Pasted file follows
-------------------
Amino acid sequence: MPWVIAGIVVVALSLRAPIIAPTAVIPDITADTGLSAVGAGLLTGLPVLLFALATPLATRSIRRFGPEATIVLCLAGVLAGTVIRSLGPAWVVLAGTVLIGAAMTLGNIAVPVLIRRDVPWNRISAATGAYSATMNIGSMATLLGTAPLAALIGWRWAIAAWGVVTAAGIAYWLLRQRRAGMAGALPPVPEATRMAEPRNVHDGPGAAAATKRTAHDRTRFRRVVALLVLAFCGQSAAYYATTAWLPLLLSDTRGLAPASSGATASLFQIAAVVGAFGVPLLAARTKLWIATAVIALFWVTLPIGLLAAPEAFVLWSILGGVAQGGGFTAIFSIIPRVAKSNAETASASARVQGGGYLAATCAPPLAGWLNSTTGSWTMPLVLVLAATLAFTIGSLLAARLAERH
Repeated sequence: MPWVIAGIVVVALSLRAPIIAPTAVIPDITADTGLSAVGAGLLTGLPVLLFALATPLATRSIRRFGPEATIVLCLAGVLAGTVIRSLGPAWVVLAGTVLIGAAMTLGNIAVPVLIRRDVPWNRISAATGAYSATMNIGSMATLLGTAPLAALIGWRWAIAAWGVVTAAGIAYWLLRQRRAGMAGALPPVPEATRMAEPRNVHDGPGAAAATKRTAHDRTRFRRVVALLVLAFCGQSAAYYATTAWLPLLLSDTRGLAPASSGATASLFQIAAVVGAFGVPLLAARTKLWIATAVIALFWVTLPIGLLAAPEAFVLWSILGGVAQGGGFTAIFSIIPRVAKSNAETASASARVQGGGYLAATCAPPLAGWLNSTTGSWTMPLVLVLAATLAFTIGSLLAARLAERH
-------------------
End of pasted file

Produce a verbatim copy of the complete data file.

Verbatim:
Amino acid sequence: MPWVIAGIVVVALSLRAPIIAPTAVIPDITADTGLSAVGAGLLTGLPVLLFALATPLATRSIRRFGPEATIVLCLAGVLAGTVIRSLGPAWVVLAGTVLIGAAMTLGNIAVPVLIRRDVPWNRISAATGAYSATMNIGSMATLLGTAPLAALIGWRWAIAAWGVVTAAGIAYWLLRQRRAGMAGALPPVPEATRMAEPRNVHDGPGAAAATKRTAHDRTRFRRVVALLVLAFCGQSAAYYATTAWLPLLLSDTRGLAPASSGATASLFQIAAVVGAFGVPLLAARTKLWIATAVIALFWVTLPIGLLAAPEAFVLWSILGGVAQGGGFTAIFSIIPRVAKSNAETASASARVQGGGYLAATCAPPLAGWLNSTTGSWTMPLVLVLAATLAFTIGSLLAARLAERH
Repeated sequence: MPWVIAGIVVVALSLRAPIIAPTAVIPDITADTGLSAVGAGLLTGLPVLLFALATPLATRSIRRFGPEATIVLCLAGVLAGTVIRSLGPAWVVLAGTVLIGAAMTLGNIAVPVLIRRDVPWNRISAATGAYSATMNIGSMATLLGTAPLAALIGWRWAIAAWGVVTAAGIAYWLLRQRRAGMAGALPPVPEATRMAEPRNVHDGPGAAAATKRTAHDRTRFRRVVALLVLAFCGQSAAYYATTAWLPLLLSDTRGLAPASSGATASLFQIAAVVGAFGVPLLAARTKLWIATAVIALFWVTLPIGLLAAPEAFVLWSILGGVAQGGGFTAIFSIIPRVAKSNAETASASARVQGGGYLAATCAPPLAGWLNSTTGSWTMPLVLVLAATLAFTIGSLLAARLAERH